Posts Tagged ‘old fashioned flavor’

Chicken Pie

March 2, 2017
Chicken Pie Filling

Chicken Pie Filling

Still almost a month of winter and the morning wind blows across the park with a bitter chill. When at midweek it seems like a good idea to invite friends for Sunday lunch, I think a rich chicken pie for my new English pie dish will warm us all. Tender morsels of poached chicken robed in rich gravy with seasoning vegetables and all tucked up under flakey pastry will fill the air with appetizing aroma. Cooking a couple of days ahead makes chicken pie a simple task. One day poach the chicken in a fragrant broth; chill the broth to remove fat. The next day prepare the gravy; make the pastry. Bundle all into a lipped pie dish and chill the pie overnight. Forty minutes in the oven the following afternoon, and a princely feast awaits your guests.

Chicken Pie Ready to Bake

Chicken Pie Ready to Bake

Pot pies once a household staple for using up leftovers became the babysitter’s supper after Swanson popped them in everyone’s freezer. Those pasty, tasteless pies with faked out chemical seasonings need now to be forgotten. It’s time to resurrect the real McCoy from the archives of traditional cooking. Your run of the mill pot pie had two problems: too much soggy pastry and tasteless gravy. We’ll solve the pastry problem with a deep dish pie and a crisp, buttery top crust. A superb gravy needs an excellent stock base. If you have a lipped deep pie dish, that would be the best container, but a standard glass pie plate or baker will work equally well. Give yourself time to prepare the pie in stages. Each step will take only minutes, and the Sunday lunch rewards will keep the hounds of late winter far from your warm table.

Chicken Pie Served

Chicken Pie Served

This recipe makes a small pie that will serve 2-4, and it can easily be doubled for a family meal. Before you begin be sure you have good chicken stock, preferably homemade, and high quality, organic if possible, fresh chicken. I recommend thighs for tenderness and flavor.

Chicken Pie

1 lb, (3 large) bone in skin on chicken thighs

Sliced onion, carrot and celery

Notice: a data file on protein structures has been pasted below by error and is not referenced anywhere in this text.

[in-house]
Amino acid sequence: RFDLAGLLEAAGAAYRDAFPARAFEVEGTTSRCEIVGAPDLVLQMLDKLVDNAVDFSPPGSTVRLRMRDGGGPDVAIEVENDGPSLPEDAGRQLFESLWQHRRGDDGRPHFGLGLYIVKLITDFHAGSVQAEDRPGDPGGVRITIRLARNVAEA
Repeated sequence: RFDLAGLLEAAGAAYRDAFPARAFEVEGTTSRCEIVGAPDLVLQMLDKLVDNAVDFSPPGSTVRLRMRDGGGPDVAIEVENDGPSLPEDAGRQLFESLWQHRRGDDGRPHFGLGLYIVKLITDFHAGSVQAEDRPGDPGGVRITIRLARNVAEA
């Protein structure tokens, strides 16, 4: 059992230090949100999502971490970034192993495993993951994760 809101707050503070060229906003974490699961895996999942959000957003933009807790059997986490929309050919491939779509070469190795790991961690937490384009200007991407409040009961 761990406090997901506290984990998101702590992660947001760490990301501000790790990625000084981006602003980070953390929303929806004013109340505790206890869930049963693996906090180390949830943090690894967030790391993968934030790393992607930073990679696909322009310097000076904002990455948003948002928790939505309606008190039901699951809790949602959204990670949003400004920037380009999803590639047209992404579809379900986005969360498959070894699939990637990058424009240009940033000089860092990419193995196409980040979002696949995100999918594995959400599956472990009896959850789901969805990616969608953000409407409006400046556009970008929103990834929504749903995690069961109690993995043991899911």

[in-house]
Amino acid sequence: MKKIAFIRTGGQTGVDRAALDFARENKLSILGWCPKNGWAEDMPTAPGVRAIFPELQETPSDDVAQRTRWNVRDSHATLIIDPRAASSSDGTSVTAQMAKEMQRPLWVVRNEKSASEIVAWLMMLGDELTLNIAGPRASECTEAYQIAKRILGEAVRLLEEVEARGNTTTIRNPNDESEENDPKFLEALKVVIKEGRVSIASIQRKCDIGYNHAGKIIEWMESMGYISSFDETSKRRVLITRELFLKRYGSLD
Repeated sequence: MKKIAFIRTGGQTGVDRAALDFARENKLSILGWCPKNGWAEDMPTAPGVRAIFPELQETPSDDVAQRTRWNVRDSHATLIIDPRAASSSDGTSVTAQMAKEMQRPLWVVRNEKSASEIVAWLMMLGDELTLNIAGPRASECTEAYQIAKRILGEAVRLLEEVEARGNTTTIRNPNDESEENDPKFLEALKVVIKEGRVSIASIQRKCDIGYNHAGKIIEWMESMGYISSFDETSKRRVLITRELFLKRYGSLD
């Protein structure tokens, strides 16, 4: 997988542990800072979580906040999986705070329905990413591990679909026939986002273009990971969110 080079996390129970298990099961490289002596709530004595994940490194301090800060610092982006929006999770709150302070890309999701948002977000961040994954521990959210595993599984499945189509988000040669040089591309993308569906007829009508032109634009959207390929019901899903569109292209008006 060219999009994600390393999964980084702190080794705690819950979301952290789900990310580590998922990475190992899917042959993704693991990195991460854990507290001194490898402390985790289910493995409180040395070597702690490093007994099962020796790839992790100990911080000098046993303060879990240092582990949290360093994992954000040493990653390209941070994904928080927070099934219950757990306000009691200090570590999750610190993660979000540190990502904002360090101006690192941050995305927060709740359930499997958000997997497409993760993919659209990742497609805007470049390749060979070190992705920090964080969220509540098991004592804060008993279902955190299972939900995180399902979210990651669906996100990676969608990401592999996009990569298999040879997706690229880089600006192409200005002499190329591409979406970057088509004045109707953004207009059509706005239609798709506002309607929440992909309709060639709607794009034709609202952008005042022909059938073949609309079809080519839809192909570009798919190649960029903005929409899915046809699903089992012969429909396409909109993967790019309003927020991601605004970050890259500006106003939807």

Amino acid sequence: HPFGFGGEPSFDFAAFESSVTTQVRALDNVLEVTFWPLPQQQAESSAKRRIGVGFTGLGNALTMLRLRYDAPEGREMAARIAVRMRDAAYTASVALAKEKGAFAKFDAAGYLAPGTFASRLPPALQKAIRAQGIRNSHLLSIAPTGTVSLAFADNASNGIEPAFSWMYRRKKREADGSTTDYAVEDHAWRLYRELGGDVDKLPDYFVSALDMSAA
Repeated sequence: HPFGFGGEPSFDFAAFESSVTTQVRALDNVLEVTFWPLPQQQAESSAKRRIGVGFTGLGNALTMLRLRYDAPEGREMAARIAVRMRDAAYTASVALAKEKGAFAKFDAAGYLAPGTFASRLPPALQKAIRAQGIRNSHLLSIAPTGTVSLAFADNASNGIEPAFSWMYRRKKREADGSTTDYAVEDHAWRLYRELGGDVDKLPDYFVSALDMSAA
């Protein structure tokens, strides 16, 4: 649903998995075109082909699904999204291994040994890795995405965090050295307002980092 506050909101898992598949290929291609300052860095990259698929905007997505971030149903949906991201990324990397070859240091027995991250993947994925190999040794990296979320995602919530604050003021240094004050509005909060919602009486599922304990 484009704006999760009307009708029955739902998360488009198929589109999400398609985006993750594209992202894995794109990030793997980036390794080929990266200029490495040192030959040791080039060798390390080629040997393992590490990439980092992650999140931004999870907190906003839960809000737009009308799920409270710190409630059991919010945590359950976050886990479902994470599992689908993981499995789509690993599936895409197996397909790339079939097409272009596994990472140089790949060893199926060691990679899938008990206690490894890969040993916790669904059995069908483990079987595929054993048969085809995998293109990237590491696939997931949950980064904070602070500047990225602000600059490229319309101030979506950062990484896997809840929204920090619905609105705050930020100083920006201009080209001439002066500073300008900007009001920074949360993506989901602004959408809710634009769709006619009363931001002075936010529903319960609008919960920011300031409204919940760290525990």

2 cups chicken stock

2 tablespoons butter

2 oz. each chopped onion, celery, carrot (total 1 ½ cups)

1 clove garlic, chopped

pinch dry thyme or teaspoon chopped fresh thyme

2 tablespoons flour

1 ½ cups reduced chicken stock from above

Salt and pepper to taste

Squeeze fresh lemon juice

2 tablespoons cream (optional)

chopped parsley

6 oz. unsweetened pie pastry*

cream or milk for glazing

Choose a heavy saucepan that will hold the chicken snugly. Line the bottom of the pan with sliced onion, carrot and celery. Top with the chicken, skin side up; sprinkle with salt and add chicken stock to cover. Top with lid and bring slowly to a simmer. Poach the chicken for 45 minutes or until tender. Turn off the heat and allow the chicken to rest in the stock 15 minutes. Remove chicken to a plate. As soon as the chicken is cool enough to handle, remove the skin, bones and any fatty bits, returning them to the stock. Pull the chicken into neat bite sized pieces. Simmer the stock another 15 minutes. Cool and strain. Chill the chicken and the stock separately allowing excess fat to rise to the stock surface and harden.

In a heavy saucepan, melt 2 tablespoons of butter and gently sauté the 2 oz. each onion, carrot and celery until softened. Add chopped garlic, thyme and sauté a few minutes. Add flour to the softened vegetables, stir to combine and cook for a few minutes. In a separate saucepan, bring the degreased stock to a boil and reduce to 1 ½ cups. Whisk the boiling stock into the flour-coated vegetables and stir all into a rich, simmering gravy. Boil gravy up a few minutes it seems too thin. Season with cream, salt, pepper, lemon juice and add a handful of chopped parsley. Once the gravy is nicely thickened, stir in the chicken, and pour the mixture into the selected pie dish, chill.

Roll the pastry into a 1/8th inch thick circle or oval as needed. Cut several ½ inch wide strips of pastry. Moisten the lip of the pie dish and stick on the pastry strips to give a base for the top pastry.. Cut steam vents in the remaining pastry. Brush the pastry strips with water and roll over the top pastry, trim excess. Flute the edges and bandage with damp strips of clean cotton (torn from an old sheet or T-shirt.) This bandage will prevent the edges from burning. Chill the pie.

An hour before serving, brush the top crust with cream or milk and bake the pie at 400° for 30-40 minutes or until golden brown. Turn off the heat and allow the pie to rest in the oven a few more minutes for further crisping. Peel off bandage. Allow the pie to settle a few minutes before serving. Add a green salad and serve 3-4.

*For a basic pastry recipe see Pie Crust, November 2016 and omit the powdered sugar for unsweetened pastry.https://mjcuisine.wordpress.com/2016/11/14/pie-crust/

 

 

 

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Strawberry Shortcake

June 24, 2014
Strawberry Shortcake

Strawberry Shortcake

My granddaughters and I slipped out of the big blue van and peered down from the fifth floor of the parking garage next to the Evanston Farmers’ Market. There they were, swaths of red spilling across long tables: strawberries. We trotted downstairs with baskets in hand, looking for the best berries. They were all delicious, and I finally made my pick from a Michigan farmer and her two sons whose deep ruby berries caught my eye. We tasted the fruit scarlet to the core, dripping with juice. I cradled the boxes and vowed never to look at another store-bought Driscoll. It was time to pay more for the real thing. They wouldn’t be around long; they wouldn’t come in plastic clamshells; they wouldn’t keep all week in the fridge. It was time for Strawberry Shortcake.